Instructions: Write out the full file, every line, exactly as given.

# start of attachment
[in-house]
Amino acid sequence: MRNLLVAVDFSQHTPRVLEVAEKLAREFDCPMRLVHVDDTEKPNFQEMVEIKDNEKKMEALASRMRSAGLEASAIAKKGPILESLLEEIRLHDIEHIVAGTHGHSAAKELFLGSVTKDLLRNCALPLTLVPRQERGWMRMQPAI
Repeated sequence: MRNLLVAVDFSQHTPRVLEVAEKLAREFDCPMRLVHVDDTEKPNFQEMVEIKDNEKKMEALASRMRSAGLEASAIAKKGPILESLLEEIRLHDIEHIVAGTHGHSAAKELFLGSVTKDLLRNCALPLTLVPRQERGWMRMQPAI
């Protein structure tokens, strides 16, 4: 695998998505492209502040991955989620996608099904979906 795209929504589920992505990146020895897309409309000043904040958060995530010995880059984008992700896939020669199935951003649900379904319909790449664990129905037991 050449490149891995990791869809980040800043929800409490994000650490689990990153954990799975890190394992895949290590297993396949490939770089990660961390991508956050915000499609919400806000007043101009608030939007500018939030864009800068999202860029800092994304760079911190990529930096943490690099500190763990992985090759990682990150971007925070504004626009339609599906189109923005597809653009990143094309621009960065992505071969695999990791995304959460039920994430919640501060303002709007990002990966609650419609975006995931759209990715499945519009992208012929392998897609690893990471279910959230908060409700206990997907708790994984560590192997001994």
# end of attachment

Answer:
[in-house]
Amino acid sequence: MRNLLVAVDFSQHTPRVLEVAEKLAREFDCPMRLVHVDDTEKPNFQEMVEIKDNEKKMEALASRMRSAGLEASAIAKKGPILESLLEEIRLHDIEHIVAGTHGHSAAKELFLGSVTKDLLRNCALPLTLVPRQERGWMRMQPAI
Repeated sequence: MRNLLVAVDFSQHTPRVLEVAEKLAREFDCPMRLVHVDDTEKPNFQEMVEIKDNEKKMEALASRMRSAGLEASAIAKKGPILESLLEEIRLHDIEHIVAGTHGHSAAKELFLGSVTKDLLRNCALPLTLVPRQERGWMRMQPAI
């Protein structure tokens, strides 16, 4: 695998998505492209502040991955989620996608099904979906 795209929504589920992505990146020895897309409309000043904040958060995530010995880059984008992700896939020669199935951003649900379904319909790449664990129905037991 050449490149891995990791869809980040800043929800409490994000650490689990990153954990799975890190394992895949290590297993396949490939770089990660961390991508956050915000499609919400806000007043101009608030939007500018939030864009800068999202860029800092994304760079911190990529930096943490690099500190763990992985090759990682990150971007925070504004626009339609599906189109923005597809653009990143094309621009960065992505071969695999990791995304959460039920994430919640501060303002709007990002990966609650419609975006995931759209990715499945519009992208012929392998897609690893990471279910959230908060409700206990997907708790994984560590192997001994």